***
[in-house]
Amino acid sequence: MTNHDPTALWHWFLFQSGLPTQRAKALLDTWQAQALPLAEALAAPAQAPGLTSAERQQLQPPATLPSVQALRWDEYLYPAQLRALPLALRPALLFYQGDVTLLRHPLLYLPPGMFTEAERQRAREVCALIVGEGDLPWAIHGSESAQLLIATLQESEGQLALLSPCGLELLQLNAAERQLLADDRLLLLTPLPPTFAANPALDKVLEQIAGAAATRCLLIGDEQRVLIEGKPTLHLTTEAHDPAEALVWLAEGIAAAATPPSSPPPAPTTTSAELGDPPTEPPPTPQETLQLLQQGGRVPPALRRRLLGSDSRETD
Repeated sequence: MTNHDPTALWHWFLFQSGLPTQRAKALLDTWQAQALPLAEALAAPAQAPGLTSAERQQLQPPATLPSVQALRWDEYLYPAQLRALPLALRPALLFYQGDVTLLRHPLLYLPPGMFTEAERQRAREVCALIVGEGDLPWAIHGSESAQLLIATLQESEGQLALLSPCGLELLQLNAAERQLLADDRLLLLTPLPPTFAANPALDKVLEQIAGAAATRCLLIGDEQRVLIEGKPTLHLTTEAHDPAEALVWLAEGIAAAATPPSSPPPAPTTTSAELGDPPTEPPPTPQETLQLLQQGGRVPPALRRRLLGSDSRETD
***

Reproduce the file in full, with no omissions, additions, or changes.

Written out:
[in-house]
Amino acid sequence: MTNHDPTALWHWFLFQSGLPTQRAKALLDTWQAQALPLAEALAAPAQAPGLTSAERQQLQPPATLPSVQALRWDEYLYPAQLRALPLALRPALLFYQGDVTLLRHPLLYLPPGMFTEAERQRAREVCALIVGEGDLPWAIHGSESAQLLIATLQESEGQLALLSPCGLELLQLNAAERQLLADDRLLLLTPLPPTFAANPALDKVLEQIAGAAATRCLLIGDEQRVLIEGKPTLHLTTEAHDPAEALVWLAEGIAAAATPPSSPPPAPTTTSAELGDPPTEPPPTPQETLQLLQQGGRVPPALRRRLLGSDSRETD
Repeated sequence: MTNHDPTALWHWFLFQSGLPTQRAKALLDTWQAQALPLAEALAAPAQAPGLTSAERQQLQPPATLPSVQALRWDEYLYPAQLRALPLALRPALLFYQGDVTLLRHPLLYLPPGMFTEAERQRAREVCALIVGEGDLPWAIHGSESAQLLIATLQESEGQLALLSPCGLELLQLNAAERQLLADDRLLLLTPLPPTFAANPALDKVLEQIAGAAATRCLLIGDEQRVLIEGKPTLHLTTEAHDPAEALVWLAEGIAAAATPPSSPPPAPTTTSAELGDPPTEPPPTPQETLQLLQQGGRVPPALRRRLLGSDSRETD